Guided Meditation – Standing Position [Audio]

Ajahn Sucitto leads a guided meditation in the standing position. Doing a body scan in the process & having awareness through legs coming from the ground.

[ai_playlist id=”200041″]

Guided Meditation – Standing Position, by Ajahn Sucitto:


Those who are suggesting a conventional speaking mostly living in our faces, and maybe even just a little patch behind the eyes, behind the forehead, now, you are having a few extensions in your house. This ___, see if you can go, extend your domain down to your feet. You may not get every detail, but just—feet on the floor. Nice sensation there. And the legs—the legs are slightly flexed. They’ll be more active. They’ll be more receptive. They’ll be more—bear with it. Okay. Chest, spine, upright. Keep your eyes open. And—you can move around a little bit. So your legs and ___ are very grounded. Lighten your feet up.

Now, we’d like to encourage a unified body. Body’s often segmented, places where the kind of tissues locked, ___. Maybe a sense of bits and pieces. It’s to say that many people are like ahead. Just ahead. Being ___ along through the world ___ it. And so one segment to cause around your jaw, chin, head being quite tight. Can you come into your forehead and soften that? Can you relax your jaw? Can you extend your awareness down from your head and just ___ your shoulders being deliberately loosen? Relax up your shoulders. You can get some sense of energy more by widening in span.

Now, I will move to the body. Including not just the front, but also the sides so you can get the battle of the body. And the back. And then the abdominal area and down to the legs. And if we can just begin to check the places where these segmentation occurs, one is in the jaw of this area. Jaw up ahead and your shoulders, because this area of chest will tend to tighten up so get broken. And another place is in your belly. ___ global waist.

And then sweeping down. Without losing any bit down through the legs and to the floor. Thickly into the source of the feet and the two areas there. You have the areas touching the floor, the balls of the feet and the heels. Those of the area that isn’t touching the floor is the under sole. It’s like mirror of your hand. The fingers, ___ the hand and the palm. Actually, the palm is a very, very sensitive receiver, because the fingers tend to be active. Similar with the toes, and the soles of the feet. See if you can give priority to… once you feel settled and stable… give priority to the under___ of the foot. See if you’re listening to the ground through your feet.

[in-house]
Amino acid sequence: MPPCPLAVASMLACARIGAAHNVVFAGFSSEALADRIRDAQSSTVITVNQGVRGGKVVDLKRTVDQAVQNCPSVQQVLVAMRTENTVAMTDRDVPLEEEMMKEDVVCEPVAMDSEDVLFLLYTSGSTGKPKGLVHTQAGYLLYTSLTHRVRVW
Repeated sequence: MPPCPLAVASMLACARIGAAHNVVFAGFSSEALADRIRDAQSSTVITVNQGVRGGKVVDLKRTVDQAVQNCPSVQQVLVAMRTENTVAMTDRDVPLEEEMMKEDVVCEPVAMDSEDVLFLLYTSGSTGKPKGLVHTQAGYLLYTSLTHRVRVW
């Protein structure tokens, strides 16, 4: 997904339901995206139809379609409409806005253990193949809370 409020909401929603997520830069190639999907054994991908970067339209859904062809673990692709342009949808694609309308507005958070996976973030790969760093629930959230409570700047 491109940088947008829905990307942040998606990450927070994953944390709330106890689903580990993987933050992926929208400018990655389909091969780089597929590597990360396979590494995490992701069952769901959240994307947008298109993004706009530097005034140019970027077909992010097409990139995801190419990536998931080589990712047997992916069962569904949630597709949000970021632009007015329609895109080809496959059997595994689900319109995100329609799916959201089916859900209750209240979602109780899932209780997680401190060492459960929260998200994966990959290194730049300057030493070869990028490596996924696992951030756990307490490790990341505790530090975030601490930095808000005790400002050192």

Great. Extending. Because we step down, and now we can climb up. And as it’s from this place, the soles of the feet, there’s a line of awareness drawing up through the legs, gathering in the lower abdomen, arising up to the trunk of the body, into throat, and head, back of the head. See if the skull itself is like a ball resting on the fountain. That’s the image that ___. ___. Time down into a ___. Something like that… Coke. Extending. Okay, that central line.

Prioritizing the center. Source of the sense and strength is about it. Not about really releasing yourself, but transferring awareness in center and ___. Centering it and diversifying it into sense fields. And checking out behind your breast part. Behind the eyes. Around the eyeballs. Behind them. Organizing much more about that. Totally, the senses of this is more ___ that the visual ones. And it’s that, becomes that sense of becoming a little more. ___. It’s about balance, and wholeness, because it runs through the entire home. It’s quiet. Now, we can sense breathing when we’re focused into it. It’s a maintaining in that centrality. Everybody can turn a little healing, sense of movement, and also freedom without your space. Quickly as you move. Sensing in your chest. ___ in your body. You know, there’s nothing here to defend against. Opening. Staying sensitive. Practice there when you feel ready. Come back to sitting as soon as you stand a bit longer. So give yourself, like, checking internally the time to sit down and feel that sense of as you sit in your sitting position.

If you liked this recording and would like to make a direct financial contribution to this teacher, please contact them here:

Material on this site is licensed under a Creative Commons Attribution-Noncommercial-No Derivative Works 3.0 License

About the author 

Sean Fargo

Sean Fargo is the Founder of Mindfulness Exercises, a former Buddhist monk of 2 years, a trainer for the mindfulness program born at Google, an Integral Coach from New Ventures West, and an international mindfulness teacher trainer. He can be reached at [email protected]

Try our FREE 100-day Mindfulness Challenge

Receive daily mindfulness meditations, worksheets and infographics to make every day mindful. 

Sign up to the 100-Day Mindfulness Challenge
Page 1 of 85
1 2 3 85